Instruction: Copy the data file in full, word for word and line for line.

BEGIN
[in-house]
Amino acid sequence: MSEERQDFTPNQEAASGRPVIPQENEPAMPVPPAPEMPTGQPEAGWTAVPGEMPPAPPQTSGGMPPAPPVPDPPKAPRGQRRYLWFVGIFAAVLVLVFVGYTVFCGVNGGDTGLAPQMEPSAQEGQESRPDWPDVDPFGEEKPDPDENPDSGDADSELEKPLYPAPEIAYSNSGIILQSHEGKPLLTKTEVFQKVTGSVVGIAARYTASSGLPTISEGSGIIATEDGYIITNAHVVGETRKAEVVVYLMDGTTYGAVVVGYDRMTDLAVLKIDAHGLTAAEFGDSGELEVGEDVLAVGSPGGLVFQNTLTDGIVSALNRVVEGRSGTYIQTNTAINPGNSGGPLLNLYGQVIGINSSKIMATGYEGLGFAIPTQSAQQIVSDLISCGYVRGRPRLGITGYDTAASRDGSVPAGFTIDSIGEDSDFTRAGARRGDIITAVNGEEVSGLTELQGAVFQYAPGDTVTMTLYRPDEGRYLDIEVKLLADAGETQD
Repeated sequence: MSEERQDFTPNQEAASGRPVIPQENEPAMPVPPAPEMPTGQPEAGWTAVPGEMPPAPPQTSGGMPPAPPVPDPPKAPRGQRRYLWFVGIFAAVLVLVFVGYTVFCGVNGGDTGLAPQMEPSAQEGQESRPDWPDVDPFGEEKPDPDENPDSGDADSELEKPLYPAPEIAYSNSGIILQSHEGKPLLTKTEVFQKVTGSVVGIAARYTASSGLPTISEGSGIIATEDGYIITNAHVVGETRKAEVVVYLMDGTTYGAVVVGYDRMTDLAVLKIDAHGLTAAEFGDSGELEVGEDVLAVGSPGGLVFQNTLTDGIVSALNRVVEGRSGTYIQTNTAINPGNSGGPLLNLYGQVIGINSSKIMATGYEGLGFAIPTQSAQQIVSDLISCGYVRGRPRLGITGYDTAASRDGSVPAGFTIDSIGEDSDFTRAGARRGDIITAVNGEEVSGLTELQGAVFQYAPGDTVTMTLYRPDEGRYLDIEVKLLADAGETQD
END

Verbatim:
[in-house]
Amino acid sequence: MSEERQDFTPNQEAASGRPVIPQENEPAMPVPPAPEMPTGQPEAGWTAVPGEMPPAPPQTSGGMPPAPPVPDPPKAPRGQRRYLWFVGIFAAVLVLVFVGYTVFCGVNGGDTGLAPQMEPSAQEGQESRPDWPDVDPFGEEKPDPDENPDSGDADSELEKPLYPAPEIAYSNSGIILQSHEGKPLLTKTEVFQKVTGSVVGIAARYTASSGLPTISEGSGIIATEDGYIITNAHVVGETRKAEVVVYLMDGTTYGAVVVGYDRMTDLAVLKIDAHGLTAAEFGDSGELEVGEDVLAVGSPGGLVFQNTLTDGIVSALNRVVEGRSGTYIQTNTAINPGNSGGPLLNLYGQVIGINSSKIMATGYEGLGFAIPTQSAQQIVSDLISCGYVRGRPRLGITGYDTAASRDGSVPAGFTIDSIGEDSDFTRAGARRGDIITAVNGEEVSGLTELQGAVFQYAPGDTVTMTLYRPDEGRYLDIEVKLLADAGETQD
Repeated sequence: MSEERQDFTPNQEAASGRPVIPQENEPAMPVPPAPEMPTGQPEAGWTAVPGEMPPAPPQTSGGMPPAPPVPDPPKAPRGQRRYLWFVGIFAAVLVLVFVGYTVFCGVNGGDTGLAPQMEPSAQEGQESRPDWPDVDPFGEEKPDPDENPDSGDADSELEKPLYPAPEIAYSNSGIILQSHEGKPLLTKTEVFQKVTGSVVGIAARYTASSGLPTISEGSGIIATEDGYIITNAHVVGETRKAEVVVYLMDGTTYGAVVVGYDRMTDLAVLKIDAHGLTAAEFGDSGELEVGEDVLAVGSPGGLVFQNTLTDGIVSALNRVVEGRSGTYIQTNTAINPGNSGGPLLNLYGQVIGINSSKIMATGYEGLGFAIPTQSAQQIVSDLISCGYVRGRPRLGITGYDTAASRDGSVPAGFTIDSIGEDSDFTRAGARRGDIITAVNGEEVSGLTELQGAVFQYAPGDTVTMTLYRPDEGRYLDIEVKLLADAGETQD